Target Your SEO Copywriting
SEO copywriting was certainly a legitimate service in the days when keyword stuffing and density were factors to consider in making webpages more visible in organic search. Nevertheless, great content remained the core of successful digital marketing campaigns over the years.
You might think that the old approach to creating SEO articles is a thing of the past. But in reality, content that gets highly ranked on search engines is what many marketers are still aiming to achieve. The name of the game might have changed. The methodologies and approach may have tremendously evolved as well. But the goal still remains the same.
Target Multiple Keywords
Choose and focus on writing topics that will help you can target multiple keywords. Doing this ensures that your content will consistently drive traffic through search queries.
It’s common sense that your content must target a primary keyword. However, too many marketers forget to maximize their content’s potential by including and targeting secondary search terms especially long tails phrase. Doing this is often enough to optimize your contents ability to attract more organic traffic from a wide variety of search terms.
Imagine how much traffic you can get if you have dozens of pieces of content that each rank for hundreds of search queries.
You can use Google’s Keyword Planner to identify keyword variations that have substantial monthly search volume that you can target for your content.
For the best results in your Google snippets place your chosen key phrases in the key areas of your content:
- Title tag
- Meta description
- Header tags (H1, H2, etc.)
In the sample above, Kaiser the Sage built a piece of content for testing purposes that mainly aims to rank for the search term “SEO Philippines.”The topic itself is very broad and would probably be very dull. In order to produce something that can genuinely provide useful information to its intended audience, he incorporated specific modifiers such as:
This made the content more vibrant in terms possessing utility and depth for information, thus made it more likely for search engines to rank the page for the primary keyword it is targeting and more likely also it’s other variations.
Improve Your Readability
Readability has a direct impact on your user engagement metrics. This is one of the most important areas that Google looks into in ranking webpages today. In the last Search Ranking Factors Survey by Moz, the reading level of web posts was recognized by several experts as a mid-tier ranking signal for page-level keyword-agnostic features.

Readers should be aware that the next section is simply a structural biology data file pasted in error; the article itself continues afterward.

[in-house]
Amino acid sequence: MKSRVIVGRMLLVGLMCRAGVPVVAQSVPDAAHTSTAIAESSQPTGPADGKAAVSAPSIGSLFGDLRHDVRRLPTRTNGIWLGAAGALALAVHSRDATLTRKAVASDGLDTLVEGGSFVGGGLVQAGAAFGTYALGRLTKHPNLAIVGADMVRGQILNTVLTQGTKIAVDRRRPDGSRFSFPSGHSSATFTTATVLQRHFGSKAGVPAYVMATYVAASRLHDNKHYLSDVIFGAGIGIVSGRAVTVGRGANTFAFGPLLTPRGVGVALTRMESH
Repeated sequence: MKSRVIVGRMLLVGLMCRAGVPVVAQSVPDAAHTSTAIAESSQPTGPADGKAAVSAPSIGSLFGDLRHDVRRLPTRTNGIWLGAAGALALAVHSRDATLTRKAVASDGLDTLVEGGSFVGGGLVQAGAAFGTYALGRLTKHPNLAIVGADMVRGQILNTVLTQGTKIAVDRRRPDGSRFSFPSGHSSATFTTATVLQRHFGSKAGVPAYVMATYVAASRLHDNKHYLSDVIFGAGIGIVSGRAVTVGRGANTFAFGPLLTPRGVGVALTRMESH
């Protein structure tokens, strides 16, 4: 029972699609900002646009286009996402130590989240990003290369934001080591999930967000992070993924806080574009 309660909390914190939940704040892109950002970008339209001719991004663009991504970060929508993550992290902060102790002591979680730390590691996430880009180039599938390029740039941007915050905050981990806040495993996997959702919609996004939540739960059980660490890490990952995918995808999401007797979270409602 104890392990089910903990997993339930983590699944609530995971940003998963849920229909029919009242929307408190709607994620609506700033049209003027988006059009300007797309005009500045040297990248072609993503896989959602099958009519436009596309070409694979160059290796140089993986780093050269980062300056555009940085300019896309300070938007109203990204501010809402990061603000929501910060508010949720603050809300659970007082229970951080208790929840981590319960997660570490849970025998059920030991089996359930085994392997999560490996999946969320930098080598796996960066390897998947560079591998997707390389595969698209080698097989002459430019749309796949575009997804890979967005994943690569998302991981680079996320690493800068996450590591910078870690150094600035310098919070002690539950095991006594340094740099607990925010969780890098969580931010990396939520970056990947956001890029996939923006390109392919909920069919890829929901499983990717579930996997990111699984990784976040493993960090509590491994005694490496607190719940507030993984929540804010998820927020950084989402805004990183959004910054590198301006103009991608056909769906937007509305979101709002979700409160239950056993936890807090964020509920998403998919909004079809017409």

Many things have changed in Google’s core algorithm over the past couple of years, and user experience is playing a much bigger role now.
Tips for improving your page’s readability for Google:
- Format your content for skim readers.
- Use short sentences.
- Use short paragraphs.
- Highlight the crucial content.
- Use headings, subheadings, bold texts, and whitespaces.
- Use your active voice.
- Use transition words to better direct readers.
Make certain to clean out the spelling and grammatical errors. You can also use tools such as Microsoft Word’s spelling/grammar checker or Grammarly to make your content foolproof. Check out this visual guide by Bid4Papers which could be of interest if you’re not an experienced writer.
Understand Your Words and Term Relationships
As I mentioned earlier, Google has become smarter in processing and matching queries with relevant webpages. Using Latent Semantic Indexing, search engines are able to understand words and term relationships. This skill has evolved and matured over the past decade.
What does that mean for marketers? It’s vital to include more search related terms in your writing.
- Mention popular brands or personalities in your text.
- Use synonyms or other close variants, rather than overusing your primary keyword within your content.
- Include terms used by competing pages ranking for your target search query.
Format Your Content for Featured Snippets